Do you see this as an unusual volume of good news for gender equity?
I got weepy when Hillary Clinton locked up the nomination for president, not for political reasons but because it is historical. I celebrate what it says about the progress of women and what it does to our images of leadership.
Yes, there is progress in seeing more women at leadership levels in business; but the pace remains glacial. We need to understand the reasons at the deepest level – so we can pick up the pace and capture the known benefits. I was invited to post a blog on the London School of Economics Business Review. I used the opportunity to express my thoughts on the root cause. I hope you’ll read it!
Women in the corporate workplace have had lots of press lately. First, the September issue of Fortune magazine with its list of the 50 most powerful women. Then came the report by Lean In and McKinsey & Company, Women in the Workplace 2015, and Sheryl Sandberg’s summary of the report in the Wall Street Journal. It’s a mixed bag of positive and negative. Let’s take the “glass half full” view and celebrate 50 incredibly powerful women.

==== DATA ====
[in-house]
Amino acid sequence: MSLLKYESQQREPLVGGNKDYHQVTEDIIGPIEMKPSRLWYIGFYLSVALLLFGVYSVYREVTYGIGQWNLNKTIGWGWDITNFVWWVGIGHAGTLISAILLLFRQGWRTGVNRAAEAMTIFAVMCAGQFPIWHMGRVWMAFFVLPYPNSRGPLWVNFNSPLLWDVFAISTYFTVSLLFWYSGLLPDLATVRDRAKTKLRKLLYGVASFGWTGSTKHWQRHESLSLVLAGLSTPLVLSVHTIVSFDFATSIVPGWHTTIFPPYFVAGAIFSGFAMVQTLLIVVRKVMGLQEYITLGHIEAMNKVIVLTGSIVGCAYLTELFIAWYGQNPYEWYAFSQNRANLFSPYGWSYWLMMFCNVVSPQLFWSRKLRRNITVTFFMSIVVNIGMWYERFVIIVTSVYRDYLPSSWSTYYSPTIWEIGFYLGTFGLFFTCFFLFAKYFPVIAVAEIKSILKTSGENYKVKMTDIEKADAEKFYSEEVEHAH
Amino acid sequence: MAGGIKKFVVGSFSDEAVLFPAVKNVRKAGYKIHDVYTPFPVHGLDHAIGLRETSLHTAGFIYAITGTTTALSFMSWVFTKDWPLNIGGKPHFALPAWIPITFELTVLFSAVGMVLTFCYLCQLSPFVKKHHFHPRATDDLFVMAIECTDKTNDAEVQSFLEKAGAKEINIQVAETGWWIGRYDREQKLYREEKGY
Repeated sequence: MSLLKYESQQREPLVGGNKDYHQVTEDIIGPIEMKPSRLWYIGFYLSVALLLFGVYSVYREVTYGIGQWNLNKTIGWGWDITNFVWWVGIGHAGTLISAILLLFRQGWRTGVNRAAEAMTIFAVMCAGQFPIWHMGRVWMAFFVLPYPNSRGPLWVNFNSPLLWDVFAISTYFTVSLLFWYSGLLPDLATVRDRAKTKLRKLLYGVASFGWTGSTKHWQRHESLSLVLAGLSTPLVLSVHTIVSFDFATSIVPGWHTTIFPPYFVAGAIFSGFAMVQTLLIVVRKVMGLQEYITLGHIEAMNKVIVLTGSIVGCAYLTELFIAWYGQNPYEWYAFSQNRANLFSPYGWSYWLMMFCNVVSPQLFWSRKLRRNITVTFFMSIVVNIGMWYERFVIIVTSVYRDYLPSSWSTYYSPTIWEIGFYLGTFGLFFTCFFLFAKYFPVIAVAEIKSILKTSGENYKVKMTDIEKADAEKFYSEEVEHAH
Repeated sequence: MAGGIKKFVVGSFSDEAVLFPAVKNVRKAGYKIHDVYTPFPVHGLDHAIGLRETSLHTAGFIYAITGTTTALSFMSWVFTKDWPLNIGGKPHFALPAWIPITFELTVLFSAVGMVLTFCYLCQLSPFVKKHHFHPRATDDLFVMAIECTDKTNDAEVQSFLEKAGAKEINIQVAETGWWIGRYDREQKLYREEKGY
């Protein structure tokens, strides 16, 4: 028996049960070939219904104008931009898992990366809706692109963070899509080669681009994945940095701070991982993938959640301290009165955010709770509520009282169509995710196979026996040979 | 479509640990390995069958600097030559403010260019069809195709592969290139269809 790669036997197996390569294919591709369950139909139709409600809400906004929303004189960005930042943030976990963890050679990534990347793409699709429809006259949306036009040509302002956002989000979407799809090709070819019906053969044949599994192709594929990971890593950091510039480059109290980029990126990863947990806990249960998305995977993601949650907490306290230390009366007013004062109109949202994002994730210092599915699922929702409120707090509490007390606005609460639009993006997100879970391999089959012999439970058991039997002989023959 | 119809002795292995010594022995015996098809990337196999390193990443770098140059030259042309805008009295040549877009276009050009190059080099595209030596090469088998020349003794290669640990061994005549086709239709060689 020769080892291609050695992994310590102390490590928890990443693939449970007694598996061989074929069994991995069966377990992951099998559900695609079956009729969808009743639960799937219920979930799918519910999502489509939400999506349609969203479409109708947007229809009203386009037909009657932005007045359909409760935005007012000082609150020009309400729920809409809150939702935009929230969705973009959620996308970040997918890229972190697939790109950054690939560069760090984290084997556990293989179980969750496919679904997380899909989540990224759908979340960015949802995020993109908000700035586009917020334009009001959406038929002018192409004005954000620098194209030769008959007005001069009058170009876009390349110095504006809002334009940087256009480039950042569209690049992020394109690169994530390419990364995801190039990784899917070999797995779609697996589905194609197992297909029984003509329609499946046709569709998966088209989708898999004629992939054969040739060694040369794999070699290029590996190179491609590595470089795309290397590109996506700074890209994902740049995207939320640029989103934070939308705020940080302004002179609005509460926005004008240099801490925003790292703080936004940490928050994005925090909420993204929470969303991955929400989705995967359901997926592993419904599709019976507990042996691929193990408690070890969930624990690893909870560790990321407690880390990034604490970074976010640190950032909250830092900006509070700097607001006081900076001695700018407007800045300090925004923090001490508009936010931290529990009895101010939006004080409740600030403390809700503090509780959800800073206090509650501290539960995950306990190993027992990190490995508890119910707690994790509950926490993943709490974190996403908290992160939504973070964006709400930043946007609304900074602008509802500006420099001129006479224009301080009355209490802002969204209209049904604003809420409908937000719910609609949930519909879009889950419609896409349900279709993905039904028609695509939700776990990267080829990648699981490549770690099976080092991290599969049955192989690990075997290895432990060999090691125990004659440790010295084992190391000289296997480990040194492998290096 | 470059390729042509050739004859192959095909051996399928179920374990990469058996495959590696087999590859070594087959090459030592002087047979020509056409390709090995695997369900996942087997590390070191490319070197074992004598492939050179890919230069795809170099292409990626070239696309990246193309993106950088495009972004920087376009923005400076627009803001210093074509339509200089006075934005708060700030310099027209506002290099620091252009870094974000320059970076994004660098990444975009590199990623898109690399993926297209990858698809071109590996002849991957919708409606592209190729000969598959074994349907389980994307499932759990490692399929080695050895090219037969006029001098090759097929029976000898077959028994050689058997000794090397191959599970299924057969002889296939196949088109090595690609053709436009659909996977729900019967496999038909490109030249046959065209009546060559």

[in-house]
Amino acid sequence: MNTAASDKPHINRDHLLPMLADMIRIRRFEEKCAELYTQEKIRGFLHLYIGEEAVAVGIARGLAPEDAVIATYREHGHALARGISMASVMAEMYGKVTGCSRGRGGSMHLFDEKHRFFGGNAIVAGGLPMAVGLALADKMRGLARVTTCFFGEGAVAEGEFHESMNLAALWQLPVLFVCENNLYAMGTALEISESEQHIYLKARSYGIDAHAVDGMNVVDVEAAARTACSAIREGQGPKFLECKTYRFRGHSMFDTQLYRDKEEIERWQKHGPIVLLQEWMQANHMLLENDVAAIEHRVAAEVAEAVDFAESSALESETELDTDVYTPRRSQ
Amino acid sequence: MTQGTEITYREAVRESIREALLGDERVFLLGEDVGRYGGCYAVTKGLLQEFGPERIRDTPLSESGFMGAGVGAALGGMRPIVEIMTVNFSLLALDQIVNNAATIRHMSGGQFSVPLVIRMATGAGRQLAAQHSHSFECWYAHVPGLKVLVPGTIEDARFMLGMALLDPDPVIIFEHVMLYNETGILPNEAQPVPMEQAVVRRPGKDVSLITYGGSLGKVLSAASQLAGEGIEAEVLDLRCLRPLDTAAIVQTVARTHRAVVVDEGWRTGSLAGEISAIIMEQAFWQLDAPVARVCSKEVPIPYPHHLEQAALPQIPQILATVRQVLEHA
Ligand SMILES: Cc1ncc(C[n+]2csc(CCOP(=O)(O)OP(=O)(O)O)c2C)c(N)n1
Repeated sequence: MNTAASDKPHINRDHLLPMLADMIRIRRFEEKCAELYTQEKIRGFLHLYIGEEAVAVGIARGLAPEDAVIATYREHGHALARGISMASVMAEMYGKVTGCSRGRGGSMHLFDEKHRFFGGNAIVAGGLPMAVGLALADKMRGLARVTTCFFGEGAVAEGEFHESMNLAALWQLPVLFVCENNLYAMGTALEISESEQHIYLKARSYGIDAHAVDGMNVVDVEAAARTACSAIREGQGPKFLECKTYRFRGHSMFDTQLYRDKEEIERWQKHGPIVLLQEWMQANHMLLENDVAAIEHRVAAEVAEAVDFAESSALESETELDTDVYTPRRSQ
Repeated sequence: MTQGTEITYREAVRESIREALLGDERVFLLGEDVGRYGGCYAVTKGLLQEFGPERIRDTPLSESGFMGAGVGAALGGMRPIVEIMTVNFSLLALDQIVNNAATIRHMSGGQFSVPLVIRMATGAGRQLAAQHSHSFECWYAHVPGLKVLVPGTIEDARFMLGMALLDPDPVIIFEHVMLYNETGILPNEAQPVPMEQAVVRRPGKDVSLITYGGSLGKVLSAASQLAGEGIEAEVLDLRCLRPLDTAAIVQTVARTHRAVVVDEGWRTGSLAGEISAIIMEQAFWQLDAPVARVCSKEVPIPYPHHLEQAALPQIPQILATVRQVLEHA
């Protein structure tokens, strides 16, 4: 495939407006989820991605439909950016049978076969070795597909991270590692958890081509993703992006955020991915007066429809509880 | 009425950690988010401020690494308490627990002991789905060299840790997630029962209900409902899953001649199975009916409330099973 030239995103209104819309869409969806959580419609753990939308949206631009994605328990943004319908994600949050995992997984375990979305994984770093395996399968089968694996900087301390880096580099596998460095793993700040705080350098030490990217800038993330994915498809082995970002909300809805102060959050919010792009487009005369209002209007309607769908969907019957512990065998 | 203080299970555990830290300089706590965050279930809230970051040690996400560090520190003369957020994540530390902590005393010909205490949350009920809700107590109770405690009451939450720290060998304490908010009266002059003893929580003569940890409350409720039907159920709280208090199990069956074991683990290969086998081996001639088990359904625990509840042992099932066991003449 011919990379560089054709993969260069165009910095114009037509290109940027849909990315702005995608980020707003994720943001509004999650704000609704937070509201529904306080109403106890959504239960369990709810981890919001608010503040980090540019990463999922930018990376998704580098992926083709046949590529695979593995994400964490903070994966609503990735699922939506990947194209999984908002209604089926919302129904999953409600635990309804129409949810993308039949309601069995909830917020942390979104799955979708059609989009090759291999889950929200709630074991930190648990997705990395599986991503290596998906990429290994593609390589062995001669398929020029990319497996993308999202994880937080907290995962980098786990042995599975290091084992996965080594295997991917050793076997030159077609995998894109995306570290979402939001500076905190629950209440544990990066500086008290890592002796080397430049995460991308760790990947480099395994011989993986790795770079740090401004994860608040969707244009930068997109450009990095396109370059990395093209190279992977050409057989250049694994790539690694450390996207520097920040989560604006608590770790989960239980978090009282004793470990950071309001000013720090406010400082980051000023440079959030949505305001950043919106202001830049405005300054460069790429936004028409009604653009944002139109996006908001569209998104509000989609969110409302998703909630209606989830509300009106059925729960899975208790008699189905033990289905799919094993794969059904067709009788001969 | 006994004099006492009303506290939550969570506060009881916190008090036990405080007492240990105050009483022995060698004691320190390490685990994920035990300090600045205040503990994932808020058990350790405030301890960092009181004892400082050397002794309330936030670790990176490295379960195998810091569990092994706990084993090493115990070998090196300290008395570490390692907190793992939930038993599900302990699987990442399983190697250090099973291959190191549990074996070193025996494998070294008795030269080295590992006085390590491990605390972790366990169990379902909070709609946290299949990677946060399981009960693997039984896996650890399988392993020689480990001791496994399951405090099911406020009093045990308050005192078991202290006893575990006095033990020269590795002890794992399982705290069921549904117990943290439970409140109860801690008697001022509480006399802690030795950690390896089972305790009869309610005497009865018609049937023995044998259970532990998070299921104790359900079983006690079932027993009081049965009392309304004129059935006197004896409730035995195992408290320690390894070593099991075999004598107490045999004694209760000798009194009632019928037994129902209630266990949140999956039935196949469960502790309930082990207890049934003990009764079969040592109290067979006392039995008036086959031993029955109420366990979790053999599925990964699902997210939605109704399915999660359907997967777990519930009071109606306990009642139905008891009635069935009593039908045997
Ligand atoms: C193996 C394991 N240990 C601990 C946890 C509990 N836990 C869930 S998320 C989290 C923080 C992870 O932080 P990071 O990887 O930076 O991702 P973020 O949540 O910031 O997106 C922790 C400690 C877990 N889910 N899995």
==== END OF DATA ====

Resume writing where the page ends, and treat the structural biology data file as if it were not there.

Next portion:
New research confirms what we know. Being one of very few women in a “male-dominated” organization or field can be stressful. Researchers found high levels of the stress hormone cortisol (“linked with later negative health outcomes”) in women in this situation. Even in industries where women are well represented, men dominate upper levels of management. It is stressful to walk the tightrope of the “double bind” and work to be heard and seen as competent. So my guess is that this research is applicable to many many women in business.